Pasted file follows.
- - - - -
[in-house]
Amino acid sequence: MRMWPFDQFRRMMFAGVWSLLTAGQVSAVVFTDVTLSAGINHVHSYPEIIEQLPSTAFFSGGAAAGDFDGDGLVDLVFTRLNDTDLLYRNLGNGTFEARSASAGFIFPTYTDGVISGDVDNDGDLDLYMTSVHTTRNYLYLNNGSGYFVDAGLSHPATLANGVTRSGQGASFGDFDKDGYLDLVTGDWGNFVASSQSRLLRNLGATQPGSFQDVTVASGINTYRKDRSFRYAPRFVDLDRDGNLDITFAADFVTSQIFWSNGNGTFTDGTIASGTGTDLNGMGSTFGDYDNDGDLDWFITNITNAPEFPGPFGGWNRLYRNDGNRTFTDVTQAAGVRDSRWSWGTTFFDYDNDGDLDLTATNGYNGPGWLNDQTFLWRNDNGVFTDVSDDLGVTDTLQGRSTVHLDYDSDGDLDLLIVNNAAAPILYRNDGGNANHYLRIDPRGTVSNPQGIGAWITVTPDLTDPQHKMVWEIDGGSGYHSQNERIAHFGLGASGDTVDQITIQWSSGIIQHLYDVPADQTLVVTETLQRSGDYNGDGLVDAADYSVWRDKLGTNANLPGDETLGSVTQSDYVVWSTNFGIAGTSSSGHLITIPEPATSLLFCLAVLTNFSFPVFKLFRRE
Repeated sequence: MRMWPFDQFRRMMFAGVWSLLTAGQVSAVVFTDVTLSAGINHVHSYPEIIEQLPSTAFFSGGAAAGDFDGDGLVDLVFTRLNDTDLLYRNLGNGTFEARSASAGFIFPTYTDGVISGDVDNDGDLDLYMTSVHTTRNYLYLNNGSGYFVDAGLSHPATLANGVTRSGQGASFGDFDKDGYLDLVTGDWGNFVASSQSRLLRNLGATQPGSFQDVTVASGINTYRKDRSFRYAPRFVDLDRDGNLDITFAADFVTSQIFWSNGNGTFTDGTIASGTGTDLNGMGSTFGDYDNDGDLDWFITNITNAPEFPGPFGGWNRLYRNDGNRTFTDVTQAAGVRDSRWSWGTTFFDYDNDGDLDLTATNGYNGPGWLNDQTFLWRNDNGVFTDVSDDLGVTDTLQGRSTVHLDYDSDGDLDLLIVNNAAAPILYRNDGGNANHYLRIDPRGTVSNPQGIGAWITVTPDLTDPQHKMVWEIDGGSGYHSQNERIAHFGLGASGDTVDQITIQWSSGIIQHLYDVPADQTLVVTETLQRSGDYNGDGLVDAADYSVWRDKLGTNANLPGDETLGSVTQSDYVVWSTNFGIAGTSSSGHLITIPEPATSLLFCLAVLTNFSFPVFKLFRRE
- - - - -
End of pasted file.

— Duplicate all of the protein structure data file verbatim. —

[in-house]
Amino acid sequence: MRMWPFDQFRRMMFAGVWSLLTAGQVSAVVFTDVTLSAGINHVHSYPEIIEQLPSTAFFSGGAAAGDFDGDGLVDLVFTRLNDTDLLYRNLGNGTFEARSASAGFIFPTYTDGVISGDVDNDGDLDLYMTSVHTTRNYLYLNNGSGYFVDAGLSHPATLANGVTRSGQGASFGDFDKDGYLDLVTGDWGNFVASSQSRLLRNLGATQPGSFQDVTVASGINTYRKDRSFRYAPRFVDLDRDGNLDITFAADFVTSQIFWSNGNGTFTDGTIASGTGTDLNGMGSTFGDYDNDGDLDWFITNITNAPEFPGPFGGWNRLYRNDGNRTFTDVTQAAGVRDSRWSWGTTFFDYDNDGDLDLTATNGYNGPGWLNDQTFLWRNDNGVFTDVSDDLGVTDTLQGRSTVHLDYDSDGDLDLLIVNNAAAPILYRNDGGNANHYLRIDPRGTVSNPQGIGAWITVTPDLTDPQHKMVWEIDGGSGYHSQNERIAHFGLGASGDTVDQITIQWSSGIIQHLYDVPADQTLVVTETLQRSGDYNGDGLVDAADYSVWRDKLGTNANLPGDETLGSVTQSDYVVWSTNFGIAGTSSSGHLITIPEPATSLLFCLAVLTNFSFPVFKLFRRE
Repeated sequence: MRMWPFDQFRRMMFAGVWSLLTAGQVSAVVFTDVTLSAGINHVHSYPEIIEQLPSTAFFSGGAAAGDFDGDGLVDLVFTRLNDTDLLYRNLGNGTFEARSASAGFIFPTYTDGVISGDVDNDGDLDLYMTSVHTTRNYLYLNNGSGYFVDAGLSHPATLANGVTRSGQGASFGDFDKDGYLDLVTGDWGNFVASSQSRLLRNLGATQPGSFQDVTVASGINTYRKDRSFRYAPRFVDLDRDGNLDITFAADFVTSQIFWSNGNGTFTDGTIASGTGTDLNGMGSTFGDYDNDGDLDWFITNITNAPEFPGPFGGWNRLYRNDGNRTFTDVTQAAGVRDSRWSWGTTFFDYDNDGDLDLTATNGYNGPGWLNDQTFLWRNDNGVFTDVSDDLGVTDTLQGRSTVHLDYDSDGDLDLLIVNNAAAPILYRNDGGNANHYLRIDPRGTVSNPQGIGAWITVTPDLTDPQHKMVWEIDGGSGYHSQNERIAHFGLGASGDTVDQITIQWSSGIIQHLYDVPADQTLVVTETLQRSGDYNGDGLVDAADYSVWRDKLGTNANLPGDETLGSVTQSDYVVWSTNFGIAGTSSSGHLITIPEPATSLLFCLAVLTNFSFPVFKLFRRE